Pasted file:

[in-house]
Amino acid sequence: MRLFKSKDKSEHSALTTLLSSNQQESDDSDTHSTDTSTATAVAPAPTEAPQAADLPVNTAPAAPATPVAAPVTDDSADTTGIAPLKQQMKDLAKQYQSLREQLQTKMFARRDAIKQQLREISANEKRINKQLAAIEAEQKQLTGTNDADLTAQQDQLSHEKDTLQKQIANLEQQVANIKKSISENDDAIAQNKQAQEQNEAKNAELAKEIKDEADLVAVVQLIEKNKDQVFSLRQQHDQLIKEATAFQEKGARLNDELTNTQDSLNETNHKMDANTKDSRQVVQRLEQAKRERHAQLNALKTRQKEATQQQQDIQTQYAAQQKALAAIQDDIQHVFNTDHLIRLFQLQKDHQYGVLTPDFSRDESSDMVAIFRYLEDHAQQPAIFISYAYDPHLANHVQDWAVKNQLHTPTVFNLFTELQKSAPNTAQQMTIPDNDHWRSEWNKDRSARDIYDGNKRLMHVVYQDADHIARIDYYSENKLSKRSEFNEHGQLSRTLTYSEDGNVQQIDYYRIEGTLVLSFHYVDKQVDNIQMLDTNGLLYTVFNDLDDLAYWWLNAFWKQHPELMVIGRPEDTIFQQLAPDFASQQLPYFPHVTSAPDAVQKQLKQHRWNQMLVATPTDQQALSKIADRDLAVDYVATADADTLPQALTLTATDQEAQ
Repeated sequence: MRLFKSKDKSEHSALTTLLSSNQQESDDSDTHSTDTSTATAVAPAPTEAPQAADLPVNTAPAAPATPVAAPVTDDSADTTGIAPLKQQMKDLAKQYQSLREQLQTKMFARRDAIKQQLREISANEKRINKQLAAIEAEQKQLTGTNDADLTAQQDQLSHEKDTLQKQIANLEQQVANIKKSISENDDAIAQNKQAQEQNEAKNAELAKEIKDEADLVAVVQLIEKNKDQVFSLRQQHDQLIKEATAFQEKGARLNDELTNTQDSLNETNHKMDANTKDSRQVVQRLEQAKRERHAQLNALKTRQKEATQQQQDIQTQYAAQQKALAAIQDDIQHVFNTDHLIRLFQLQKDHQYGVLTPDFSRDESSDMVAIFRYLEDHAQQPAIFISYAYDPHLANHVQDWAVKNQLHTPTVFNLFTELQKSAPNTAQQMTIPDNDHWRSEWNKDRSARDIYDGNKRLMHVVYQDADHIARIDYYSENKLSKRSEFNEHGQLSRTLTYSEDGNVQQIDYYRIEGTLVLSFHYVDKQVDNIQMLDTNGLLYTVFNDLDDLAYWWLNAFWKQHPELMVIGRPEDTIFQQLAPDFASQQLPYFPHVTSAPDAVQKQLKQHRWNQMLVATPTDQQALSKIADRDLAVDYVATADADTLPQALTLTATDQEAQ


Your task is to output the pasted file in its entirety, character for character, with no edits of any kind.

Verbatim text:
[in-house]
Amino acid sequence: MRLFKSKDKSEHSALTTLLSSNQQESDDSDTHSTDTSTATAVAPAPTEAPQAADLPVNTAPAAPATPVAAPVTDDSADTTGIAPLKQQMKDLAKQYQSLREQLQTKMFARRDAIKQQLREISANEKRINKQLAAIEAEQKQLTGTNDADLTAQQDQLSHEKDTLQKQIANLEQQVANIKKSISENDDAIAQNKQAQEQNEAKNAELAKEIKDEADLVAVVQLIEKNKDQVFSLRQQHDQLIKEATAFQEKGARLNDELTNTQDSLNETNHKMDANTKDSRQVVQRLEQAKRERHAQLNALKTRQKEATQQQQDIQTQYAAQQKALAAIQDDIQHVFNTDHLIRLFQLQKDHQYGVLTPDFSRDESSDMVAIFRYLEDHAQQPAIFISYAYDPHLANHVQDWAVKNQLHTPTVFNLFTELQKSAPNTAQQMTIPDNDHWRSEWNKDRSARDIYDGNKRLMHVVYQDADHIARIDYYSENKLSKRSEFNEHGQLSRTLTYSEDGNVQQIDYYRIEGTLVLSFHYVDKQVDNIQMLDTNGLLYTVFNDLDDLAYWWLNAFWKQHPELMVIGRPEDTIFQQLAPDFASQQLPYFPHVTSAPDAVQKQLKQHRWNQMLVATPTDQQALSKIADRDLAVDYVATADADTLPQALTLTATDQEAQ
Repeated sequence: MRLFKSKDKSEHSALTTLLSSNQQESDDSDTHSTDTSTATAVAPAPTEAPQAADLPVNTAPAAPATPVAAPVTDDSADTTGIAPLKQQMKDLAKQYQSLREQLQTKMFARRDAIKQQLREISANEKRINKQLAAIEAEQKQLTGTNDADLTAQQDQLSHEKDTLQKQIANLEQQVANIKKSISENDDAIAQNKQAQEQNEAKNAELAKEIKDEADLVAVVQLIEKNKDQVFSLRQQHDQLIKEATAFQEKGARLNDELTNTQDSLNETNHKMDANTKDSRQVVQRLEQAKRERHAQLNALKTRQKEATQQQQDIQTQYAAQQKALAAIQDDIQHVFNTDHLIRLFQLQKDHQYGVLTPDFSRDESSDMVAIFRYLEDHAQQPAIFISYAYDPHLANHVQDWAVKNQLHTPTVFNLFTELQKSAPNTAQQMTIPDNDHWRSEWNKDRSARDIYDGNKRLMHVVYQDADHIARIDYYSENKLSKRSEFNEHGQLSRTLTYSEDGNVQQIDYYRIEGTLVLSFHYVDKQVDNIQMLDTNGLLYTVFNDLDDLAYWWLNAFWKQHPELMVIGRPEDTIFQQLAPDFASQQLPYFPHVTSAPDAVQKQLKQHRWNQMLVATPTDQQALSKIADRDLAVDYVATADADTLPQALTLTATDQEAQ